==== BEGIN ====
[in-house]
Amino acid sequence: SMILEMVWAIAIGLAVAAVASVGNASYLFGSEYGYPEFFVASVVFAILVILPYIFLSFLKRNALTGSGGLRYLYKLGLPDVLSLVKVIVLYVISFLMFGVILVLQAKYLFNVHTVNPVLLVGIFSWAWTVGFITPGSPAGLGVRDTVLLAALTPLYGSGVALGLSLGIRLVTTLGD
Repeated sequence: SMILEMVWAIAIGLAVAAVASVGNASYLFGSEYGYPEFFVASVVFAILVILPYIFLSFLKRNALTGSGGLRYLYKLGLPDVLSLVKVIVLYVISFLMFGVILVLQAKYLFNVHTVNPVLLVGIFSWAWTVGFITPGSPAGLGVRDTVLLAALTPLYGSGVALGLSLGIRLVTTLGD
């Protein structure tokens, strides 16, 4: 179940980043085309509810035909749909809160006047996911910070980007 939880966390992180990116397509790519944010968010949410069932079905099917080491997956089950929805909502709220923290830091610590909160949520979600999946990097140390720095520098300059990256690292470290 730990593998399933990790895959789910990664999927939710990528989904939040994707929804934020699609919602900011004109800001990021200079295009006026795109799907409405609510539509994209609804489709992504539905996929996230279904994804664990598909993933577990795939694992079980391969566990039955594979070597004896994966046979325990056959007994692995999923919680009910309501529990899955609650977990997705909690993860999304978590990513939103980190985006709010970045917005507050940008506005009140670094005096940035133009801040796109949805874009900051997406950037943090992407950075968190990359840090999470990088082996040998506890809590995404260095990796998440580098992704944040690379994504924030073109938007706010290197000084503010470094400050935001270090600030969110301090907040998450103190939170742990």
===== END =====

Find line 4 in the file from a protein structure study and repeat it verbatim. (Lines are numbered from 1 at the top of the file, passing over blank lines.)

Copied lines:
């Protein structure tokens, strides 16, 4: 179940980043085309509810035909749909809160006047996911910070980007 939880966390992180990116397509790519944010968010949410069932079905099917080491997956089950929805909502709220923290830091610590909160949520979600999946990097140390720095520098300059990256690292470290 730990593998399933990790895959789910990664999927939710990528989904939040994707929804934020699609919602900011004109800001990021200079295009006026795109799907409405609510539509994209609804489709992504539905996929996230279904994804664990598909993933577990795939694992079980391969566990039955594979070597004896994966046979325990056959007994692995999923919680009910309501529990899955609650977990997705909690993860999304978590990513939103980190985006709010970045917005507050940008506005009140670094005096940035133009801040796109949805874009900051997406950037943090992407950075968190990359840090999470990088082996040998506890809590995404260095990796998440580098992704944040690379994504924030073109938007706010290197000084503010470094400050935001270090600030969110301090907040998450103190939170742990």